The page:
By Dave Reid
Last week U.S. Senate Education Committee Chair Lamar Alexander released a draft of his 2015 Elementary and Secondary Education Act (ESEA) proposal. ESEA, currently known as No Child Left Behind (NCLB), is the federal government’s most significant public education law. While much of the coverage and conversation has revolved around annual testing and accountability, another major aspect of the reauthorization includes teacher evaluations.
Secretary of Education Arne Duncan still firmly believes that teacher evaluations should be based, at least in part, on student assessment results and that states should adhere to newly created evaluation systems. Using assessment data in teacher evaluations was a big part of Race to the Top and NCLB waivers and it appears Secretary Duncan wants to cement that policy in the next ESEA reauthorization. However, Alexander’s reauthorization draft gives much greater control to states on how they design and implement teacher evaluations.
Greater Flexibility for States
Alexander’s ESEA reauthorization draft gives states greater flexibility for how they use federal funds meant for teacher quality, including teacher evaluations. States can use this money to develop new teacher evaluation systems or for things other than teacher evaluations, such as professional development for teachers.
Give and Take?
While the Republican controlled Senate strongly believes states should be allowed to design their own teacher evaluations, ultimately President Obama can use his veto power to prevent the passage of this new legislation and Duncan’s speech may shed some light on what it would take to get Obama’s signature. Both parties have said publicly that they want the ESEA reauthorization to be a bipartisan effort, but they are not in agreement on several key issues, including how teachers will be evaluated, who should set the rules for how they are evaluated and whether evaluation criteria will be decided at the federal, state, or local level.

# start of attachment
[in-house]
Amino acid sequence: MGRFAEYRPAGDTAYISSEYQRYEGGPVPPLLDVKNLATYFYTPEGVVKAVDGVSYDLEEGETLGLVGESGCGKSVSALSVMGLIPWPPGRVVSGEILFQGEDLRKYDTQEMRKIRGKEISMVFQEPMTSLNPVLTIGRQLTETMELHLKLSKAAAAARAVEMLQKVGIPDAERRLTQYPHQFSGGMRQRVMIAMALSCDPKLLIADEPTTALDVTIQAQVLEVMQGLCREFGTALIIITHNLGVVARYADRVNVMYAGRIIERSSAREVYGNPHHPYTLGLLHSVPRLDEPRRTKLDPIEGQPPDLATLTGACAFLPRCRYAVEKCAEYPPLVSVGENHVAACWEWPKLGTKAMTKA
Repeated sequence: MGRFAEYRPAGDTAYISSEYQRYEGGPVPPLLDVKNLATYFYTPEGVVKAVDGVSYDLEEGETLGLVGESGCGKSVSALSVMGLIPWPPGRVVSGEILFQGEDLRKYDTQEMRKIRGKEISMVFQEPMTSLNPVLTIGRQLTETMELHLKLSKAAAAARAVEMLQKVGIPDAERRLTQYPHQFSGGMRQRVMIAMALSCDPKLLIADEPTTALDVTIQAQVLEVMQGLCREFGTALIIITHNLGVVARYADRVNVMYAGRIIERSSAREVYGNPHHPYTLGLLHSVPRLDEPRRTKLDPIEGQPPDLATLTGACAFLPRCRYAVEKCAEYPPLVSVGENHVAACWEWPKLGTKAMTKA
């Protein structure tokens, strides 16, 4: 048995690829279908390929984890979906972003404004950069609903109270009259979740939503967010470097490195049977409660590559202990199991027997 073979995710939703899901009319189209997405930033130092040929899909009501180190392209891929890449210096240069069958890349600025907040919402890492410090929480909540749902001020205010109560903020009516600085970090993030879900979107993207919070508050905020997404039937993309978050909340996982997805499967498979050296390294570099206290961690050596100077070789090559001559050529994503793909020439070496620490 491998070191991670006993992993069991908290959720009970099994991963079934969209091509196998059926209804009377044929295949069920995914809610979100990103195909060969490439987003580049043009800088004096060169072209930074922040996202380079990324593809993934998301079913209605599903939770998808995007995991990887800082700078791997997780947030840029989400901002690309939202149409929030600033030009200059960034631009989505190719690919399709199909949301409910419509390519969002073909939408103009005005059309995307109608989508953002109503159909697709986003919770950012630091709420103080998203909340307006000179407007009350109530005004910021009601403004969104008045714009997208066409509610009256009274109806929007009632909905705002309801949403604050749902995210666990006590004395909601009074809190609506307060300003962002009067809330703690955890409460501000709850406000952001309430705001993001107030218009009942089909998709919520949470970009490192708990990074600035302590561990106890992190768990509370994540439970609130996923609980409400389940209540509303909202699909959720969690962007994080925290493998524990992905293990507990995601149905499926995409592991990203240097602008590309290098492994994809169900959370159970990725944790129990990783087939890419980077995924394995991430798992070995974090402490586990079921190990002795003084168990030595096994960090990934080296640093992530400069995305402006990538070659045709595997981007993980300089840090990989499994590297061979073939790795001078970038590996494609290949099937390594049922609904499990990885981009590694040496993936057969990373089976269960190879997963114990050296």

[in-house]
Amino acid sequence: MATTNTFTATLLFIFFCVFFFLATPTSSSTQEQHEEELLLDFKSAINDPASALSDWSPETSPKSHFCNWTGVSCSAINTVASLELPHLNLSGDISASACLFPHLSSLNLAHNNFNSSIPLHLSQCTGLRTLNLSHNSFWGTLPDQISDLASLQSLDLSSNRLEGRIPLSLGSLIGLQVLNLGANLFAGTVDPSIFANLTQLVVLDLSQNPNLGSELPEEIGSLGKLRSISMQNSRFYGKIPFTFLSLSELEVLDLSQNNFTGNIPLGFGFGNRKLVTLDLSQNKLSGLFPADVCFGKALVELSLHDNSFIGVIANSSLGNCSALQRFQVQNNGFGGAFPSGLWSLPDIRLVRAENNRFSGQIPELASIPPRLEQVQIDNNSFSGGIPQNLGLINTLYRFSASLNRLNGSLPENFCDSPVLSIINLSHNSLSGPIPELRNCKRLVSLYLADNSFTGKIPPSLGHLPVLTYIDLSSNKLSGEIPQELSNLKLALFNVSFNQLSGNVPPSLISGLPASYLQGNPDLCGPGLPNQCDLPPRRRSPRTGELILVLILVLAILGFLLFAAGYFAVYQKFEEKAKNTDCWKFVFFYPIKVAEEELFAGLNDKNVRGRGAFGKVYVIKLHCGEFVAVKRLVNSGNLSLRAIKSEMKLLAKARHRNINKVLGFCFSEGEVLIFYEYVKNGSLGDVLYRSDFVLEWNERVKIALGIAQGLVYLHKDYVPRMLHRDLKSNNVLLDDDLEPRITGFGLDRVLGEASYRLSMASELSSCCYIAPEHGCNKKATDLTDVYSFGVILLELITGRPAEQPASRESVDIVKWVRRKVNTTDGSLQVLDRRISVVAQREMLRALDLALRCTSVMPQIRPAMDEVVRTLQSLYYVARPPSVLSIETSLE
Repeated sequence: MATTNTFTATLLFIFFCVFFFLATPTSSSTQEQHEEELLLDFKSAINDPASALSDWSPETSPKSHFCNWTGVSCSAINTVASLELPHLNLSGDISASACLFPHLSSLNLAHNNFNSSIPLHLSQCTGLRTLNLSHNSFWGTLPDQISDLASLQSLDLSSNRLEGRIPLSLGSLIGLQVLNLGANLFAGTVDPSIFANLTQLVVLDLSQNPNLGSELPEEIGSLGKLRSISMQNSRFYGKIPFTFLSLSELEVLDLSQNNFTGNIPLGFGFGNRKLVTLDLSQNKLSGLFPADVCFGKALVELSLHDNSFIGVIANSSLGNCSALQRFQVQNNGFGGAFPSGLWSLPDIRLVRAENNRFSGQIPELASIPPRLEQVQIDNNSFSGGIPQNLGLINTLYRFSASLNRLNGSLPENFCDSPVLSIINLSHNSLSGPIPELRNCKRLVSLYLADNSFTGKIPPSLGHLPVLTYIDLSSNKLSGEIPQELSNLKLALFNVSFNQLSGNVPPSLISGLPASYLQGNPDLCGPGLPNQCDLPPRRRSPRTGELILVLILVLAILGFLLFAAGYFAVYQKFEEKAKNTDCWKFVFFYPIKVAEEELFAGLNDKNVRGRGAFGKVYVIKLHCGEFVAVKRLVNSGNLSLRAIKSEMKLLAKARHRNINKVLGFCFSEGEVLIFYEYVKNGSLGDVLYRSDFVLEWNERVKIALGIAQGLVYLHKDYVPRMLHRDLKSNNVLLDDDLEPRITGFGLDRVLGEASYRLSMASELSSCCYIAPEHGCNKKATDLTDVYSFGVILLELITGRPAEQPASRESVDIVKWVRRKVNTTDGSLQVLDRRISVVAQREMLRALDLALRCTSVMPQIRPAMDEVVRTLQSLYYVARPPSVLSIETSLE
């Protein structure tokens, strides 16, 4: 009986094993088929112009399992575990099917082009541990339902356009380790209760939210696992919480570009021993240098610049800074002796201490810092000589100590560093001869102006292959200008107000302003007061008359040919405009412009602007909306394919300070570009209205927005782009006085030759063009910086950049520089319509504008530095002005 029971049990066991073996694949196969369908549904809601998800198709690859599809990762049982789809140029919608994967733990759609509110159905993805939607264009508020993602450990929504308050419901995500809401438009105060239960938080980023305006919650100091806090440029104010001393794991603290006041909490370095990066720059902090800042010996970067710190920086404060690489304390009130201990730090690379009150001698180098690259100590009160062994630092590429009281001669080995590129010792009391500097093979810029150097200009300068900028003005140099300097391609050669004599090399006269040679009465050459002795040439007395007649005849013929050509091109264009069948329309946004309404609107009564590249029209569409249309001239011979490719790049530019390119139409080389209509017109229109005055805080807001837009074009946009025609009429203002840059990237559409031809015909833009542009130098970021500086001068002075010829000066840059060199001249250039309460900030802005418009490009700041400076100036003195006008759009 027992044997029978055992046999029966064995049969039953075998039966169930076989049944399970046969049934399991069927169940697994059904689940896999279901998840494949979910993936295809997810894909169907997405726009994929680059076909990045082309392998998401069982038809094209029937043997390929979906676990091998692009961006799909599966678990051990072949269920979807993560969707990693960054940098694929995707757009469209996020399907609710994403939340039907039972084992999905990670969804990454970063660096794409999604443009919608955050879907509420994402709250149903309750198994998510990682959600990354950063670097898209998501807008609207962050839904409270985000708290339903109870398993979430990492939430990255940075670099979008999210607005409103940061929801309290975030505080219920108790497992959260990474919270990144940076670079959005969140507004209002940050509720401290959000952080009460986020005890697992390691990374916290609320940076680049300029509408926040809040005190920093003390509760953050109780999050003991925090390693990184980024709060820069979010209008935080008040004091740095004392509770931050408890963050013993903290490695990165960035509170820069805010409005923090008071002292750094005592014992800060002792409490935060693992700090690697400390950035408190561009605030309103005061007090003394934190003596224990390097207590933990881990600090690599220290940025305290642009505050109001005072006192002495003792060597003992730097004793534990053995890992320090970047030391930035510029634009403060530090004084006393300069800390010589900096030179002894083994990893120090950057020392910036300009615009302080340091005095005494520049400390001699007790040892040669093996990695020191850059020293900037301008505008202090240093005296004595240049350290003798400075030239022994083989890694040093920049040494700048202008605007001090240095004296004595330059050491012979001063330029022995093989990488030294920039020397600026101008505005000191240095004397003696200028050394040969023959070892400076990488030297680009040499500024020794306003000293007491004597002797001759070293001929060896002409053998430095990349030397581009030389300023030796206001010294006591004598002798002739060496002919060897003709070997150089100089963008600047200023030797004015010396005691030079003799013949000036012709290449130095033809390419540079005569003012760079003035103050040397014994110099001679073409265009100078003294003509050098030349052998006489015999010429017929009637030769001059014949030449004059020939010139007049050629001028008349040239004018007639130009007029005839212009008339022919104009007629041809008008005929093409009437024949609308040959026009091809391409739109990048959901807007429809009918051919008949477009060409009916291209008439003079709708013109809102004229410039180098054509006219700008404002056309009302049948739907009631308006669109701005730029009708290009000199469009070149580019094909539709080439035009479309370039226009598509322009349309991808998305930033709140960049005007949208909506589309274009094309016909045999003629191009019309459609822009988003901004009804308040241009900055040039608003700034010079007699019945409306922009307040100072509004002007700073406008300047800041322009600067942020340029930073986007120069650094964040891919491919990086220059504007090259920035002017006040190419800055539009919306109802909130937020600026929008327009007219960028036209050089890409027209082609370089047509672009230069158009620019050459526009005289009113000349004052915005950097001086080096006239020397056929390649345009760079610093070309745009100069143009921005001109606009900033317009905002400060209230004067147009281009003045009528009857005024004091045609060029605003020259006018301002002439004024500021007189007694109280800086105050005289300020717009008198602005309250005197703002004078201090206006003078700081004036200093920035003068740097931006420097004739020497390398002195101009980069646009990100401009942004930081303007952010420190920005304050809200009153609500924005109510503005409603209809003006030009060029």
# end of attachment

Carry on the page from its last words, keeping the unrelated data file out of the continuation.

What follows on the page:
Transparency in ESEA Reauthorization
Duncan has argued that parents and guardians deserve transparent information about the people who are teaching their children. In New York, for example, parents are able to see the evaluation scores of teachers of their child, although few, if any, actually ask for these results.
An important issue that is only lightly addressed in Alexander’s agenda is how to ensure that teacher evaluation data is accessible to the public. While the draft of ESEA provides some details, questions remain. Most importantly, the draft does not yet address guidelines for how to ensure that data are transparent.
Reauthorization of ESEA should include fair, rigorous, and transparent information on teacher evaluations and school effectiveness that is easily accessible to parents and community members. Parents and guardians deserve to know what their child is learning and how they are progressing through their learning. Parents and guardians deserve information on the quality of school their child is attending and the quality of the teacher running their child’s classroom.
Admittedly, this is not easy, and as the New York case shows, parents and guardians may not access this information even if given the opportunity. However, parents and guardians still deserve the opportunity to gather as much information as possible about their child’s education if they so choose and we have a responsibility to ensure that the data are transparent and being used fairly. Renewed ESEA legislation should be carefully developed and pay particular attention to ensuring that data are accessible and transparent for parents and guardians.
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